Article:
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Utilization of In-Training Examination Results

Am J Dis Child. 1986;140(3):188-189. doi:10.1001/archpedi.1986.02140170014007.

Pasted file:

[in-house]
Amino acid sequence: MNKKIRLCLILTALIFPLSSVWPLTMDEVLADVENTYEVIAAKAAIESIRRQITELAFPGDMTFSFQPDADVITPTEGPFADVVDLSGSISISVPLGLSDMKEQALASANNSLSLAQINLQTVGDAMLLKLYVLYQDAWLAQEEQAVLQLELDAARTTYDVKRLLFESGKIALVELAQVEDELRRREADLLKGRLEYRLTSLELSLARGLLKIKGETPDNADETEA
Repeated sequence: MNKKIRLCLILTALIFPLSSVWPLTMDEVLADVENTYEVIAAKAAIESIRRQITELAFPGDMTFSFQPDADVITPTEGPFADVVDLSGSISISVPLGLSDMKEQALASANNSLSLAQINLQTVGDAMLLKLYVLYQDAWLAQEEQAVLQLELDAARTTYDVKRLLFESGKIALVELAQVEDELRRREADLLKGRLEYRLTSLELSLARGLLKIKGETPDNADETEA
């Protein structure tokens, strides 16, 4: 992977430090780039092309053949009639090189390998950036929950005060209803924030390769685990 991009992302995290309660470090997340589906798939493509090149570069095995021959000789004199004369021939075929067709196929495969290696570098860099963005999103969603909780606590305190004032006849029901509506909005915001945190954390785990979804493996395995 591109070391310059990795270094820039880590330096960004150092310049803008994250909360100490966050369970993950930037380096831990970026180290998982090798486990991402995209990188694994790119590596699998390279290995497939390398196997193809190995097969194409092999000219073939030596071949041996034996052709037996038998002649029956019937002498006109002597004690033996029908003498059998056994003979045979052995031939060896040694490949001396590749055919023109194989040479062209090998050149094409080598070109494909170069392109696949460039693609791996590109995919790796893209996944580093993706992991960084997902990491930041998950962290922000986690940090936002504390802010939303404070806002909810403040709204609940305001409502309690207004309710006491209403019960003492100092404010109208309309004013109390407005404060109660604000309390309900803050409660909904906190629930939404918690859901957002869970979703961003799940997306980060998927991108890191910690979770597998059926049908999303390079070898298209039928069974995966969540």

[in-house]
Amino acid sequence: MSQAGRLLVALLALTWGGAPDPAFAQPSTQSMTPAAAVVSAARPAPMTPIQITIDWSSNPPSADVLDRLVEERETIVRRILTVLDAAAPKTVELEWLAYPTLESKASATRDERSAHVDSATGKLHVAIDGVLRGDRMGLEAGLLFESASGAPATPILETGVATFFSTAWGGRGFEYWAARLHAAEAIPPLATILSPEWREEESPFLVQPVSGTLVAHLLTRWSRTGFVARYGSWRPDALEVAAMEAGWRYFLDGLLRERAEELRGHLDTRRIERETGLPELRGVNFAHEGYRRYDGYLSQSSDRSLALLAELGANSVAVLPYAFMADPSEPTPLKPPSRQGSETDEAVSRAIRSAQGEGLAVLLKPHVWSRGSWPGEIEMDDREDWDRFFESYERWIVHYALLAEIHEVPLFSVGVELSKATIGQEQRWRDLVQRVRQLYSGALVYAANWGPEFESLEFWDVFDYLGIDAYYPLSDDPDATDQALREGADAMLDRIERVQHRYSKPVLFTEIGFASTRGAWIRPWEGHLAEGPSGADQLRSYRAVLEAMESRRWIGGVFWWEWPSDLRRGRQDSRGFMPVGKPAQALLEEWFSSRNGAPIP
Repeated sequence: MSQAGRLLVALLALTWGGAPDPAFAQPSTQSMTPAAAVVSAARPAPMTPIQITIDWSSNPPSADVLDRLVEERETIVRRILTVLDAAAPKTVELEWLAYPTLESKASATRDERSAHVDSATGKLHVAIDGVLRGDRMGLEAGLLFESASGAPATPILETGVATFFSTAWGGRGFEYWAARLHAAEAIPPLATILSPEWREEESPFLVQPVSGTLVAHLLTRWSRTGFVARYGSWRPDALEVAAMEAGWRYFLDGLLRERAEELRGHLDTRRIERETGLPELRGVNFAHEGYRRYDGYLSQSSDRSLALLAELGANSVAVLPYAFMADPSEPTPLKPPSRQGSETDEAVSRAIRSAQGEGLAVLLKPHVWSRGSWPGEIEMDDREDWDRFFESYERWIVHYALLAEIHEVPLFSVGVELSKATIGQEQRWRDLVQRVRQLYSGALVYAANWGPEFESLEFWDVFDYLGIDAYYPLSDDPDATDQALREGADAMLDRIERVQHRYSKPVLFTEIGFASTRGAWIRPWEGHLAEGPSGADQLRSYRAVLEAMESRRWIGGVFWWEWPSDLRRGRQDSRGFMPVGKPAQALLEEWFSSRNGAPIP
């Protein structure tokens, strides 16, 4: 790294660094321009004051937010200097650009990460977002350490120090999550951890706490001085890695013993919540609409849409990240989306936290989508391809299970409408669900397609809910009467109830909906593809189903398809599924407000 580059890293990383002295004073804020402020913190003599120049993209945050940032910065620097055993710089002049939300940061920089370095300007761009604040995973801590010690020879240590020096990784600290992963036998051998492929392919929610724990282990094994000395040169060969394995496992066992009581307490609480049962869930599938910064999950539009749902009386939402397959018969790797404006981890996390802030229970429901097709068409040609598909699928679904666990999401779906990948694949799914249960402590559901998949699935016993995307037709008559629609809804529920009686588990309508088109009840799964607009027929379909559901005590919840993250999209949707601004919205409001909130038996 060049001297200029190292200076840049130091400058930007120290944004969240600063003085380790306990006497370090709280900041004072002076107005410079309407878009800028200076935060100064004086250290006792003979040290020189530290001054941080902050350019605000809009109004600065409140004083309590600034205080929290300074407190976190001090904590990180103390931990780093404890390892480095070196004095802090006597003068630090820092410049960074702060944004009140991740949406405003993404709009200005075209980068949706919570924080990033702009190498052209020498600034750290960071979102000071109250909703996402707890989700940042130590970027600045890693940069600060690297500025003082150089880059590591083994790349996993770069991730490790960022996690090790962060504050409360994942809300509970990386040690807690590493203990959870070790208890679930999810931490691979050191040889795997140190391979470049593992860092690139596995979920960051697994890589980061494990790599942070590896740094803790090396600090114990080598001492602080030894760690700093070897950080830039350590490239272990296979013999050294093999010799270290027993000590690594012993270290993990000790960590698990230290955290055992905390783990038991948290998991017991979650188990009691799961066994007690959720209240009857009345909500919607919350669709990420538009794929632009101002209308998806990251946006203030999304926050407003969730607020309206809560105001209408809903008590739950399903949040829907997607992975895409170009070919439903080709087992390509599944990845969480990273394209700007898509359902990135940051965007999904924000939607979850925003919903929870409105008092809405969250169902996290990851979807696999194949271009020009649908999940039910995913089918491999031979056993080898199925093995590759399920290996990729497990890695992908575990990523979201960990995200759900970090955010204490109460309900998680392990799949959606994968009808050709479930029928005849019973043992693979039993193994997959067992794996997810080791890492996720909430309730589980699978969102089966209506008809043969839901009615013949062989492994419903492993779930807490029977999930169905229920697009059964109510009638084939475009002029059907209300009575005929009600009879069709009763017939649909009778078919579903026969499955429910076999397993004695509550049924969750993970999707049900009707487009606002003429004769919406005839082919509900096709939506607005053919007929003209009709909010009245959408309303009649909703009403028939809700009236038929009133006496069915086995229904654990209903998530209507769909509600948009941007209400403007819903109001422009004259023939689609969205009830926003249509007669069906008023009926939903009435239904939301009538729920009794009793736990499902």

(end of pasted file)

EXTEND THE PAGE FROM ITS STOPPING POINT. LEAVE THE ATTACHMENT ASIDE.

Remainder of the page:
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Sir.—Burg1 has recently raised a number of questions concerning the current system of education and evaluation of pediatricians. One aspect of the process, the American Board of Pediatrics (ABP) in-training examination (ITE), is widely used by pediatric residency programs to assess annually the cognitive knowledge and problem-solving skills of residents, to familiarize residents with the ABP certifying examination format, and to internally evaluate the adequacy of graduate medical education curricula.2,3 Although the validity and reliability of the ITE as a measure of competency may be questioned, positive correlation has been demonstrated with faculty ratings on a pediatric inpatient rotation, past performance on the Medical College Admission Test, and college grade point average.4,5 Past analysis of the ITE has indicated that the examination appropriately measures longstanding core pediatric knowledge.6 We present and evaluate a method of analyzing and concisely summarizing ITE results for optimal utilization of


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